U.S. and South Korea Delay Military Exercises Until After Olympics

January 4, 2018 3:30 PM
The guided-missile destroyer USS Momsen (DDG 92), left, Republic of Korea destroyer ROKS Seoae Ryu Seong-ryong (DDG-993), guided-missile destroyer USS Decatur (DDG 73), Republic of Korea destroyer ROKS Yulgok Yi (DDG-992) and Republic of Korea patrol craft ROKS Kwang Myung (PCC-782) steam in formation during a bilateral maneuvering exercise near the Korean Peninsula on May 21, 2016. US Navy Photo

The U.S. and Republic of Korea announced a pair of annual large-scale military exercises will be delayed until after the conclusion of the Winter Olympics and Paralympics, just as the North and South are preparing for their first significant talks in years.

A brief statement released by the Pentagon said, “In the spirit of the Olympic Games, the United States and the Republic of Korea (ROK) will de-conflict the start of our annual U.S.-ROK joint exercises until after the conclusion of the Winter Olympics. Key Resolve and Foal Eagle are routine exercises required to maintain the Alliance’s readiness to defend the ROK.”

Speaking with the media Thursday, Secretary of Defense Jim Mattis said the decision was based on logistical concerns raised by South Korean official regarding their ability to move spectators, athletes, security forces, and equipment to and from the games sites.

“The deconfliction with the drill is the deconfliction with the ongoing pressure on their system, the police, traffic,” Mattis said.
“I wouldn’t read too much into it.”

The series of annual military exercises – Foal Eagle and Key Resolve— typically involve tens of thousands of U.S. and Korean military forces at locations throughout the nation, on land, in the air, and at sea.

In 2017, roughly 300,000 South Korean and U.S. military personnel took part in the exercises which ran through March. The Vinson Strike Group was a major part of the exercises, which also included guided-missile destroyers and land-based naval units.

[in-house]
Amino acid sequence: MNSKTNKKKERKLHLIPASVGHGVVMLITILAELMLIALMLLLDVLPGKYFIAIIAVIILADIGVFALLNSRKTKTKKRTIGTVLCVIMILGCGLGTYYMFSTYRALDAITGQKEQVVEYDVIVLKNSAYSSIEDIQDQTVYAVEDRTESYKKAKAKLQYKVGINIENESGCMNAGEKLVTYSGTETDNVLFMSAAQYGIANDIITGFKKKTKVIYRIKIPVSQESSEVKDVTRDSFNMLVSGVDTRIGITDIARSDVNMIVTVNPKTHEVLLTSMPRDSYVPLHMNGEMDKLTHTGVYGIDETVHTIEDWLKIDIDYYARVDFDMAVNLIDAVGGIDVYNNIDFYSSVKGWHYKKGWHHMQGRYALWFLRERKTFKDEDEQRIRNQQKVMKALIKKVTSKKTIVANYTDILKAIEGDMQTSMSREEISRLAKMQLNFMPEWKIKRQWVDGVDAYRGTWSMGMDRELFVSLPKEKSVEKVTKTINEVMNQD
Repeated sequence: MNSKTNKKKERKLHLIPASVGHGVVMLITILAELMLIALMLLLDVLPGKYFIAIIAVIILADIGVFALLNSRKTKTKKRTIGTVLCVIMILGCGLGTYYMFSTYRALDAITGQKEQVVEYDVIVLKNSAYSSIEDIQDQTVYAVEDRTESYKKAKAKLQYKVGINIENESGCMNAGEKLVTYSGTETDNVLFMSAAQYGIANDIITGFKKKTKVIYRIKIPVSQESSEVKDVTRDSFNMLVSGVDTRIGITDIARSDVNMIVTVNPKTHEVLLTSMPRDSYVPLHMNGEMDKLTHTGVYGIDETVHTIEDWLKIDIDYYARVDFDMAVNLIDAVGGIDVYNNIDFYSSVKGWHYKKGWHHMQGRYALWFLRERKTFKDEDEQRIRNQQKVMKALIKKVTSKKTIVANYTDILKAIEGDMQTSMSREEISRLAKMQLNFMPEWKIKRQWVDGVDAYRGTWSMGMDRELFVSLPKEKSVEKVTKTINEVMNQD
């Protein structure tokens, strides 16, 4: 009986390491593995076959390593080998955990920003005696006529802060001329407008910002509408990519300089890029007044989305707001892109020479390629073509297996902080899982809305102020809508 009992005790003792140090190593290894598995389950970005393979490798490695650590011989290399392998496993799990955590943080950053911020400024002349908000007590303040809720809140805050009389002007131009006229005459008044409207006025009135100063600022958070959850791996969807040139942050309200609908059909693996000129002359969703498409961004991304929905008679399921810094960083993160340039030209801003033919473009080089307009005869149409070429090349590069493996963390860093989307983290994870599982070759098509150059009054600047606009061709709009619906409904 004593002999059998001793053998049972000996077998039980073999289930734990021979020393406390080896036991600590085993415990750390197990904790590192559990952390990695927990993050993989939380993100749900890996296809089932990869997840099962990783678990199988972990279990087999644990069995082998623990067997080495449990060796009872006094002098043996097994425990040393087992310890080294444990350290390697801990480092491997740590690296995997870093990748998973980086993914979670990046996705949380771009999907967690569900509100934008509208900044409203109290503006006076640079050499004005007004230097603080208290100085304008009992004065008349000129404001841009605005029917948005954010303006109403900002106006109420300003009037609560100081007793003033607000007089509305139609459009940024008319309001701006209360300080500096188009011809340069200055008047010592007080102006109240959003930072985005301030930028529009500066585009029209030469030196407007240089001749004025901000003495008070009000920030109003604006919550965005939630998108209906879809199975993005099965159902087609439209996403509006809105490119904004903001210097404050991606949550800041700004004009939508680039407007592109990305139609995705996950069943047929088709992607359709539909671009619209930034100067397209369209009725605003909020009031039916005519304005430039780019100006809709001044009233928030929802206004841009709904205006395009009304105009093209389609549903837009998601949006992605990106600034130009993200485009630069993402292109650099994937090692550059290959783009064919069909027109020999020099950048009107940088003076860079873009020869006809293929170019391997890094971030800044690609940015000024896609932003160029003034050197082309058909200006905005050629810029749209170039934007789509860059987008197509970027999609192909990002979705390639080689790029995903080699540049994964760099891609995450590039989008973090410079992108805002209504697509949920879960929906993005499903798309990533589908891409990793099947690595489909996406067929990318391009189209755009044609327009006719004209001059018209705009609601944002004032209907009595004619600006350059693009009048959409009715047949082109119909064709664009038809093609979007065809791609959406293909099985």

The Winter Olympics are scheduled to start on February 9 and run through February 25. The Paralympics are scheduled to start March 8 and conclude on March 18. As for when the military exercises would begin, Mattis would only say the new start-date would occur after the games ended, allowing a few days travel for athletes and spectators to leave Korea.

While Mattis stressed not too much should be made out of the coincidence of North and South talks being planned while the exercises are being delayed.

“Delaying the exercises. I would say for us it’s a practical matter,” Mattis said.

In South Korea, local media reports have increasingly stressed the importance of the pending Olympic games and the international spotlight that will shine on the nation and its leadership. Earlier this year, South Korea’s legislators impeached Park Geun-hye, booted her from office. Local South Korean media outlets suggest any successes or hiccups related to the games will reflect on the ability and legacy of Park’s successor Moon Jae-in

As for any suggestion, North Korea’s recently somewhat softer tone and apparent agreement to participate in high-level talks with the South next week, Mattis said there was no connection between those diplomatic efforts the delay of military exercises.

“Those talks are clearly the result of the amount of international pressure and they are a way for North Korea to start talking while keeping it contained to a benign issue,” Mattis said.

He cited the recent series of unanimous votes by United Nations Security Council to impose sanctions on North Korea and South Korea’s recent seizure of two ships suspected of skirting those sanctions as examples of why North Korea appears willing to talk now.

“Nothing has seemed to work until you see the United Nations security council voting unanimously to impose sanctions,” Mattis said.

Ben Werner

Ben Werner

Ben Werner is a staff writer for USNI News. He has worked as a freelance writer in Busan, South Korea, and as a staff writer covering education and publicly traded companies for The Virginian-Pilot in Norfolk, Va., The State newspaper in Columbia, S.C., Savannah Morning News in Savannah, Ga., and Baltimore Business Journal. He earned a bachelor’s degree from the University of Maryland and a master’s degree from New York University.

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